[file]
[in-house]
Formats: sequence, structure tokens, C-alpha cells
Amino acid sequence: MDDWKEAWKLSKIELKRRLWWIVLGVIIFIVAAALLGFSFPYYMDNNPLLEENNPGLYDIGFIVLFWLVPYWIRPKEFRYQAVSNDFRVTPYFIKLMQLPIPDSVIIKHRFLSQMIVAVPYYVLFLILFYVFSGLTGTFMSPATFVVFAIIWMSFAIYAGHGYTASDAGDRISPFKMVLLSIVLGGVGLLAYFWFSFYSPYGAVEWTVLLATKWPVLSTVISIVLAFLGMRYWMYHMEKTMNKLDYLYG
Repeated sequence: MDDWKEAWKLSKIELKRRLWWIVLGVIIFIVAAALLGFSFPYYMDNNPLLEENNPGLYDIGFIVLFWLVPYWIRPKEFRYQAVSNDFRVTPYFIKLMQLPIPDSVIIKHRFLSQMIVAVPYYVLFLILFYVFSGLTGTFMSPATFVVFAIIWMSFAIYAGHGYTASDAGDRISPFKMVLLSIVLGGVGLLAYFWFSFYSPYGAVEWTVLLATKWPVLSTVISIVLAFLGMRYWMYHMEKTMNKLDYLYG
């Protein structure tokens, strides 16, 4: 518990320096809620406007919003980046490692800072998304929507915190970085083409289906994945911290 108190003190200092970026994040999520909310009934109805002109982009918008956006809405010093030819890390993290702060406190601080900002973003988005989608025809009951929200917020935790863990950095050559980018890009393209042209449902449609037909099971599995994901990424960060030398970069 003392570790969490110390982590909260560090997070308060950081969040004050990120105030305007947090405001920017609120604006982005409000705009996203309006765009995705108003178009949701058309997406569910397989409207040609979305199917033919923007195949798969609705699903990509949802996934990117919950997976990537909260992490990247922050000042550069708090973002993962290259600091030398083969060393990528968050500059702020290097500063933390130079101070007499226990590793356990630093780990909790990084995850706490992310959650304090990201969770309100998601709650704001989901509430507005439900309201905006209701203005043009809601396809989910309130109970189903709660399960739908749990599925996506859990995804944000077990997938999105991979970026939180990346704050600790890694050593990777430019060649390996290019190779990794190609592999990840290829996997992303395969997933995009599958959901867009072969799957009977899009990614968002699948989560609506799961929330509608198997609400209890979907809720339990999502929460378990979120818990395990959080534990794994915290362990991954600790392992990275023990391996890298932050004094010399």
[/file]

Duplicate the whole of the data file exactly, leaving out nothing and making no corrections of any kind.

[in-house]
Formats: sequence, structure tokens, C-alpha cells
Amino acid sequence: MDDWKEAWKLSKIELKRRLWWIVLGVIIFIVAAALLGFSFPYYMDNNPLLEENNPGLYDIGFIVLFWLVPYWIRPKEFRYQAVSNDFRVTPYFIKLMQLPIPDSVIIKHRFLSQMIVAVPYYVLFLILFYVFSGLTGTFMSPATFVVFAIIWMSFAIYAGHGYTASDAGDRISPFKMVLLSIVLGGVGLLAYFWFSFYSPYGAVEWTVLLATKWPVLSTVISIVLAFLGMRYWMYHMEKTMNKLDYLYG
Repeated sequence: MDDWKEAWKLSKIELKRRLWWIVLGVIIFIVAAALLGFSFPYYMDNNPLLEENNPGLYDIGFIVLFWLVPYWIRPKEFRYQAVSNDFRVTPYFIKLMQLPIPDSVIIKHRFLSQMIVAVPYYVLFLILFYVFSGLTGTFMSPATFVVFAIIWMSFAIYAGHGYTASDAGDRISPFKMVLLSIVLGGVGLLAYFWFSFYSPYGAVEWTVLLATKWPVLSTVISIVLAFLGMRYWMYHMEKTMNKLDYLYG
């Protein structure tokens, strides 16, 4: 518990320096809620406007919003980046490692800072998304929507915190970085083409289906994945911290 108190003190200092970026994040999520909310009934109805002109982009918008956006809405010093030819890390993290702060406190601080900002973003988005989608025809009951929200917020935790863990950095050559980018890009393209042209449902449609037909099971599995994901990424960060030398970069 003392570790969490110390982590909260560090997070308060950081969040004050990120105030305007947090405001920017609120604006982005409000705009996203309006765009995705108003178009949701058309997406569910397989409207040609979305199917033919923007195949798969609705699903990509949802996934990117919950997976990537909260992490990247922050000042550069708090973002993962290259600091030398083969060393990528968050500059702020290097500063933390130079101070007499226990590793356990630093780990909790990084995850706490992310959650304090990201969770309100998601709650704001989901509430507005439900309201905006209701203005043009809601396809989910309130109970189903709660399960739908749990599925996506859990995804944000077990997938999105991979970026939180990346704050600790890694050593990777430019060649390996290019190779990794190609592999990840290829996997992303395969997933995009599958959901867009072969799957009977899009990614968002699948989560609506799961929330509608198997609400209890979907809720339990999502929460378990979120818990395990959080534990794994915290362990991954600790392992990275023990391996890298932050004094010399």